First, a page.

Surgery for malignant pleural mesothelioma

David J Sugarbaker, Andrea S Wolf
Expert Review of Respiratory Medicine 2010, 4 (3): 363-72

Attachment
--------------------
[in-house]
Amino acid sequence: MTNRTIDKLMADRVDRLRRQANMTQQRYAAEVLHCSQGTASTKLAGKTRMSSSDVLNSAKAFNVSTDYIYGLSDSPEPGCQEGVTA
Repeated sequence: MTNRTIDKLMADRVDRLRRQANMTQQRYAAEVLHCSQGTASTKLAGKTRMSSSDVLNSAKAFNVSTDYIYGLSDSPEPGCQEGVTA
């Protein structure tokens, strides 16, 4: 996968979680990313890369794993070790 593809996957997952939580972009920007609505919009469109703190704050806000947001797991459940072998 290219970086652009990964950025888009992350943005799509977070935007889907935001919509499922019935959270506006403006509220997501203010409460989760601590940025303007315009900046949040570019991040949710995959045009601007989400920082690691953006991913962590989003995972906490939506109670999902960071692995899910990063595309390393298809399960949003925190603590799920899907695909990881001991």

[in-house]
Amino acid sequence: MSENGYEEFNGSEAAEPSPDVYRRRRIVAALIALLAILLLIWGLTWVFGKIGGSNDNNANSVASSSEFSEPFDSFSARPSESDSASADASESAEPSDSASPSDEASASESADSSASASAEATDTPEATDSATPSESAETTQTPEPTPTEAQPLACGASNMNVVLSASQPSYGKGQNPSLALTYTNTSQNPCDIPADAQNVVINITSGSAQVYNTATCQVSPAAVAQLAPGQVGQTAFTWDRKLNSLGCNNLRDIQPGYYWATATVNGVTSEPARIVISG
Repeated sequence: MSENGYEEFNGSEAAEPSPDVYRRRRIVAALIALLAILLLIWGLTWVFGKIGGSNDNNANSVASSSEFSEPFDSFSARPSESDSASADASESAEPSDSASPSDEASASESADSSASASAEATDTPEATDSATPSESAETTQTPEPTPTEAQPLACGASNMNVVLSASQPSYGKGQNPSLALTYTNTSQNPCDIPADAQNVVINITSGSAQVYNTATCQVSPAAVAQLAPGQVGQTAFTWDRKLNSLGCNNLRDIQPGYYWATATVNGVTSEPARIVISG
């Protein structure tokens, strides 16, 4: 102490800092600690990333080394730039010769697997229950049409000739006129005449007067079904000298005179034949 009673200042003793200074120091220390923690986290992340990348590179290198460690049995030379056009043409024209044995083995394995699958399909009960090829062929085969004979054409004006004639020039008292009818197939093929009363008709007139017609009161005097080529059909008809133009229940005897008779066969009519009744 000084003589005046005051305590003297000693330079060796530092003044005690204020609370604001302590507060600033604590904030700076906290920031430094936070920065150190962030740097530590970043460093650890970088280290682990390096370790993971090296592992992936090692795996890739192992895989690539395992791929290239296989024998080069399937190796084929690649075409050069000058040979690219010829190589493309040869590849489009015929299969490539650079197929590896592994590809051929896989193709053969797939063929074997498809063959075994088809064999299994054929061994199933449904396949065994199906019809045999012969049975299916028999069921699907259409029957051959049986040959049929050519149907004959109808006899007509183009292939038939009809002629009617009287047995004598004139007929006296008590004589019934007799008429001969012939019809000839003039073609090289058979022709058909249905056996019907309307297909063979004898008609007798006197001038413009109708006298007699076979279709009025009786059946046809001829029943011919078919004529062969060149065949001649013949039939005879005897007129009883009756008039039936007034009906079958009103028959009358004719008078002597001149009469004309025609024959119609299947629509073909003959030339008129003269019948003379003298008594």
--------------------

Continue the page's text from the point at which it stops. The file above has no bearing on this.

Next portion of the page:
The role of surgery for malignant pleural mesothelioma encompasses the need for rapid diagnosis, preoperative staging and surgical resection, and also the need for a greater biological understanding of this rare and aggressive malignancy. In the multimodality treatment paradigm, the goal of surgery is to provide a macroscopic complete resection (i.e., complete removal of all grossly visible tumor). Two operations have evolved: extrapleural pneumonectomy and pleurectomy/decortication. The former is indicated for patients with advanced locally invasive disease; the latter for patients with more superficial spread of tumor that spares the lung and fissures. If critical mediastinal structures (e.g., aorta and vertebral bodies) are found to be involved at thoracotomy, the tumor is classified as T4, and pleurectomy/decortication is recommended. Despite having more advanced disease, a subset of patients with favorable prognostic factors can experience extended survival by undergoing trimodality therapy with extrapleural pneumonectomy, chemotherapy and/or radiation. The influence of surgery goes beyond diagnosis and resection. Much of what we know about the biology of mesothelioma has been gleaned from studying the surgical pathophysiology, including the delineation of histopathologic subtypes, disease stage stratification with survival, the propensity for local (in contrast to systemic) recurrence, as well as the prognostic effect of epithelial versus nonepithelial cell type, extrapleural nodal involvement, tumor bulk and surgical margins. Pending the discovery of new drugs, the focus of clinical research over the next 5 years will emphasize refinements in patient selection, pathologic staging, molecular staging and other novel adjuvant therapies.

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